“I’m proud of you. You are taking two whole nights away, just for yourself,” I hear Larry say. I re-tuck the microphone of my headset into my facemask to muffle the wind for when I talk.
“Larry, it’s more that they sent me. Is that better? Can you hear me better now?”
It’s nice to have my BFF proud of me, so I don’t belabor the reason I’m biking two miles from my house to the airbnb I’d rented.
I continue: “Preacher man, I need some of your old, wise wisdom. Hope. I’m in need of it. And I’ve got the feeling you know something about it. I need a formula. How do I get some? Hope.”
“Well, that’s an interesting question,” he says, taking his time.
I imagine he is sitting in his Los Angeles front room, in one of the two burgundy Queen Anne chairs with the cream lace doilies where one’s head would rest.
My BFF worked both as a Disciples of Christ minister and a professor of sociology. He knows things.
And I need his help. I’m burnt to a crisp. While I think I can continue at the rate I’m going, I can’t.
Protesting the patriarchy’s response to my city’s call for police and societal reform has added a burden to my schedule. I’ve been weeping with lost innocence that those with munitions declare peaceful protestors to be engaged in unlawful assembly and then attack.
Do they not believe Black Lives Matter?
How do they not?
Who truly believes the sanctity of a building trumps equal justice for all?
My soul collapsed after I failed to convince my father-in-law and others that the reporting about what was happening in my downtown was not what they were being told. I was experiencing it first hand, yet the media was more effective in persuading.
While I don’t fully see the damage done to my soul, others see it clearly.
Regulars at my online services are sending me emails and friends are asking me if I’m ok.
So my family sent me away for two nights to recuperate.
And I’m asking my BFF how to synthesize hope.
“Brian, let me start out quoting lines from a hymn I grew up singing, Whispering Hope.”
Hope with a gentle persuasion
whispers her comforting word
“That is the very first thing you need to know about hope. Hope is subtle, soft, quiet. Hope does not announce itself boldly. It is gentle. It whispers. It helps.”
“Keene, that’s nice” I respond, “But, I don’t need taxonomy about hope. I need a formula.”
He laughs at my loving brazenness.
“Very well, Brian, then let me begin by asking you this, and I realize it might seem a left-field question: Did you freely choose to call me?”
“You, Brian Zachary Mayer, my Jewish rabbi friend, you chose to call me to ask my advice on how to synthesize hope?”
“As much as I understand freedom of will, yes. Yes, Laurence Charles Keene, this was my choice to call you to get some advice—which I assume is coming.”
“It’s coming, Zachary. Bear with me and forgive my next question which might also seem off-topic, but I’m building my case.”
“Bring it, Skippy.”
“Question two: how does it feel when you are around a cynical person?
“Well, mostly, I’m glad to not be them.”
“Because cynical people distrust. They could get a gift horse and complain about it. Kindness is wasted on them. They are miserable. They seem miserable. They seemingly choose—oh, I get a bit of where you are leading me—to be miserable.”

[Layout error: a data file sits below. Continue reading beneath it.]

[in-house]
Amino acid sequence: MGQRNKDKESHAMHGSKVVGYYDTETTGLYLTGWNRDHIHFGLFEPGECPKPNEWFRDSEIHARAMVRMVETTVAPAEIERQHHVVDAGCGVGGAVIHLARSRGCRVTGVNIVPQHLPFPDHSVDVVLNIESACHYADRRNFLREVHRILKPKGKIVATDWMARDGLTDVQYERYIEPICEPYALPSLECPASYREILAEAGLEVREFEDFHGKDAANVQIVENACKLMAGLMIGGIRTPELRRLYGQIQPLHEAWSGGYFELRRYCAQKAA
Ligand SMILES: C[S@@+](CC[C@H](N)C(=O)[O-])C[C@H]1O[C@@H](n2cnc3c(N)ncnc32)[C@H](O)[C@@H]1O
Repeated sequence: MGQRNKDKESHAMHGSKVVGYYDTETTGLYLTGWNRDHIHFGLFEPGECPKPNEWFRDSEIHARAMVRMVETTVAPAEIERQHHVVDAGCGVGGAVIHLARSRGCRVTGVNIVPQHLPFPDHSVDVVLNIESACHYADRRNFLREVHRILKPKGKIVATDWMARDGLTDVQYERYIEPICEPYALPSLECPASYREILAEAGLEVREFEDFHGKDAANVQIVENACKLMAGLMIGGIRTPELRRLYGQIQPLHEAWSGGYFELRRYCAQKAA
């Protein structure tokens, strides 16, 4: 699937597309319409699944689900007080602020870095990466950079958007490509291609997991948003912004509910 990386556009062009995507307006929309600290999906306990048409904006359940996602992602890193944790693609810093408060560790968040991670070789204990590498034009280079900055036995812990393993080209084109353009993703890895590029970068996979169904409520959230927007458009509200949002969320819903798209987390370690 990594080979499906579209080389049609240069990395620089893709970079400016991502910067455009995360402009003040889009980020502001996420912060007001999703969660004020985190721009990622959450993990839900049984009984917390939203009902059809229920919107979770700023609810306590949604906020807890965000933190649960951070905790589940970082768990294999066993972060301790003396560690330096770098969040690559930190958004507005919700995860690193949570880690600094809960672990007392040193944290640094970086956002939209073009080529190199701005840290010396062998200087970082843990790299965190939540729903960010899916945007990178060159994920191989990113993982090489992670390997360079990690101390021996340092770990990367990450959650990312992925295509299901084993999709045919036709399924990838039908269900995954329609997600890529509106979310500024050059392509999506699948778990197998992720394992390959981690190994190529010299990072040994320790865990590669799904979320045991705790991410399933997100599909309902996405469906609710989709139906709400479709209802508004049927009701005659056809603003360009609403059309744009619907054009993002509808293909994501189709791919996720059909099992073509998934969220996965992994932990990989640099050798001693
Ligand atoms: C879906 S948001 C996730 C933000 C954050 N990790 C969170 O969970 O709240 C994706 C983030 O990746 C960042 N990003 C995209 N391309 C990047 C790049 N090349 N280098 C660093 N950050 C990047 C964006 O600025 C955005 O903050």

I arrive at my destination on NE Hancock, lock up my bike, and walk between the sunshine and shade, continuing to listen and learn.
“Hope is a choice—and I’ll say more about that in a moment—but first I need you to understand that hope is vital. No one wants to hear the doctor say ‘there is no hope.’ Hope is what keeps us going. Without hope, all is lost.”
“Dante’s depiction of the inscription on the gates of Hell—abandon all hope, ye who enter here.”
“Precisely. Those who live without hope live in hell.”
I walk towards 7-Eleven to pick up some supplies for my last-minute travel. I wonder if Dante really believed his imaginative description of hell to be true and why so many people take it as such.
“So, we need hope,” I continue.
“Brian, I would rather live with hope and be disappointed than to live without it and be right.”
“Say that again.”
“I would rather live with hope and be disappointed than to live without it and be right.”
I repeat the words back, stumbling a few times to get them right, needing him to coach me until I get it down—I would rather live with hope and be disappointed than to live without it and be right.
“So, it’s a choice. Really?”
“Absolutely. Paul Tillich talks about this. He says that hope, faith, and love are decisions.”
Larry pauses after exaggerating the word decisions with teacher/preacher cadence, meaning that more is coming.
Paul Tillich is a shared, favorite modern theologian.
“Tillich says a decision is like an incision. In an incision, you cut into, and in a decision, you cut something out. To decide to have hope is to cut out the option of not having hope.”
“So, that’s it, it’s as simple as choosing not to not have hope.”
He laughs a quick laugh of joy—like someone who has just handed their friend a gift that will be loved and says, curtly, “Yes.”
“That’s it? I just have to choose to have hope.”
Then with no humor—like someone telling a friend they need to get sober—he says, “And if you don’t, you have no one to blame but yourself.”
I don’t think I will ever forget standing in the slightly-gentrified neighborhood when I realized that it is up to me. That I need to choose to have hope, because to be cynical, to live without hope, is a choice, too.
I felt my countenance lift.
“Larry, it just happened.”
“You got hope again?”
“Yes. I could head right back home right now, renewed.”
“Better you still take the two nights away.”